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How to replace non-ascii characters with HTML entities?
February 27, 2013 8:32 AM   Subscribe

I’m currently working on an international project and need to format documents written in German, Polish and Croatian for use on the web. What is the quickest way to convert all the non-ASCII characters into the relevant character entity? Some sort of web form would be my ideal solution, but I’d settle for a freeware program.
posted by the latin mouse to Computers & Internet (8 answers total)
 
Not sure if this works but if you are using Word and export as an HTML doc does that convert them for you?
posted by bitdamaged at 8:39 AM on February 27, 2013


Googling "convert to character entity" produced a lot of simple web tools that will do this, but the best solution is to simply declare the web page as having the UTF-8 character type and keeping the characters unconverted. 間も無く is a lot easier to read than x9593;x3082;x7121;x304f;
posted by adamrice at 8:43 AM on February 27, 2013 [1 favorite]


Seconding adamrice; please try to keep everything in UTF-8, from creation and editing to publishing. It adds a few quirks and points to watch, but solves more problems than it creates. I used to do multilingual publishing in pre-Unicode days, and it sucked.

HTML Tidy is the tool for cleaning up and concerting HTML between character encodings.
posted by scruss at 8:59 AM on February 27, 2013


Thirding the recommendation to use UTF-8 just in case you're tempted to do anything else. At worst you might need to carefully convert some oddly-encoded content to UTF-8, but once you've done that Unicode really does solve this problem. Make sure your whole workflow is UTF-8 friendly - text editors, web page headers/meta tags, etc.

Depending on the nature of the documents, you might be best off keeping them as plain-text-like as possible then processing them into the final HTML, e.g. via Markdown. Sometimes this can make getting people to make edits etc. easier & less error-prone, especially if you're dealing with languages you're unfamiliar with (and therefore less likely to spot any errors yourself).
posted by malevolent at 9:16 AM on February 27, 2013


I believe this is what you're seeking - Unicode Code Converter. Enter text into the "Mixed input" and hit convert. Hexadecimal NCRs or Decimal NCRs is what you're looking for.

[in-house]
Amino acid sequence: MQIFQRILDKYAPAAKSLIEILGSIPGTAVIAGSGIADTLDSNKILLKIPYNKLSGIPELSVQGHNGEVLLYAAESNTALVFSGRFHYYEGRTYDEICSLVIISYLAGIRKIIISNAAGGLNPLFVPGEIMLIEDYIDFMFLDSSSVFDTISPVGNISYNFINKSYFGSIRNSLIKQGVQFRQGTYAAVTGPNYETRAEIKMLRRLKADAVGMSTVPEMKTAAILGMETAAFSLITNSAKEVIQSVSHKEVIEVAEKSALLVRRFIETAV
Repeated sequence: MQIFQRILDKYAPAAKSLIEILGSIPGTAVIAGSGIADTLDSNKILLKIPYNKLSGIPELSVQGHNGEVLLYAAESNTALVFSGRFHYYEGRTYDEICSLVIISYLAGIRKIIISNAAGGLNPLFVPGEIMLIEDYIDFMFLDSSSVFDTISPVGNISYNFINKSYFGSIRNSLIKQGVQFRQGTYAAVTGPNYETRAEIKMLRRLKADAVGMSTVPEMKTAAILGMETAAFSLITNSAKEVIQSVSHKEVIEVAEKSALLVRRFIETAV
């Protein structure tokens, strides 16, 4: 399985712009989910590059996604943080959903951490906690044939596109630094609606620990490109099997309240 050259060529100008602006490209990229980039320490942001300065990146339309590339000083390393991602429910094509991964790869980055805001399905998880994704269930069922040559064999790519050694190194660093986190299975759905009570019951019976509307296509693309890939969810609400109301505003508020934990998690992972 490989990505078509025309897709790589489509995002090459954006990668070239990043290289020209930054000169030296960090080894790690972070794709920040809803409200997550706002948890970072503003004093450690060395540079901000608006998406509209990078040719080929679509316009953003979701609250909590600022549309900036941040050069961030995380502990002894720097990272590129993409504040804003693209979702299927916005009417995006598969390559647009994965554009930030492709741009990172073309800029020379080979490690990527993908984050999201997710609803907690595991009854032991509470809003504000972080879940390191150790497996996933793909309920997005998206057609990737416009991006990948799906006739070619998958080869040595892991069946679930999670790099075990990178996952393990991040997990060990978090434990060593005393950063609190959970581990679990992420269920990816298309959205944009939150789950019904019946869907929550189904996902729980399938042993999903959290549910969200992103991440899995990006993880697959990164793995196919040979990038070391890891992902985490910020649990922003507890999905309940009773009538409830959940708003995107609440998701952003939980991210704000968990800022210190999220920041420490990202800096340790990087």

Or you can just do Unicode like others suggested.
posted by pyro979 at 11:13 AM on February 27, 2013


I'm not sure how UTF-8 fixes the problem. Could somebody please explain this to me as if I was an idiot?
posted by the latin mouse at 2:05 PM on February 27, 2013


There are lots of ways to encode characters. UTF-8 is one, and it may not be perfect (I don't think it covers Klingon or Sindarin), but it's pretty near universal.

When you set up a web page and declare that the characters on it are encoded in UTF-8, that means the characters will be transmitted and displayed in their original form, without being re-encoded as something else (like html character entities). That's the deal with Unicode (of which UTF-8 is the most popular encoding): if your software accepts Unicode, then it's promising that it won't break your text.

Basically, if you can paste or write your text in a plain text editor and have it look OK there—and pretty much any modern text editor will handle Unicode—then as long as you declare it as UTF-8 and save it as UTF-8, you're good (don't do something cute like save it as UTF-16).

Alternatively, if you're using a CMS for your project, and it was written in, oh, the past decade, it's probably using UTF-8 for everything already and you don't need to do anything special.

Sometimes you may find that documents that were written in MS Word will have a few hinky characters when you copy the text to something else. That's one thing to watch out for.
posted by adamrice at 4:37 PM on February 27, 2013


To further clarify the entities thing - if you use Unicode, you'll only need to entity-encode ampersand, less-than and greater-than (plus quotes for anything going into attributes), rather than everything non-ASCII.
posted by malevolent at 1:18 AM on February 28, 2013


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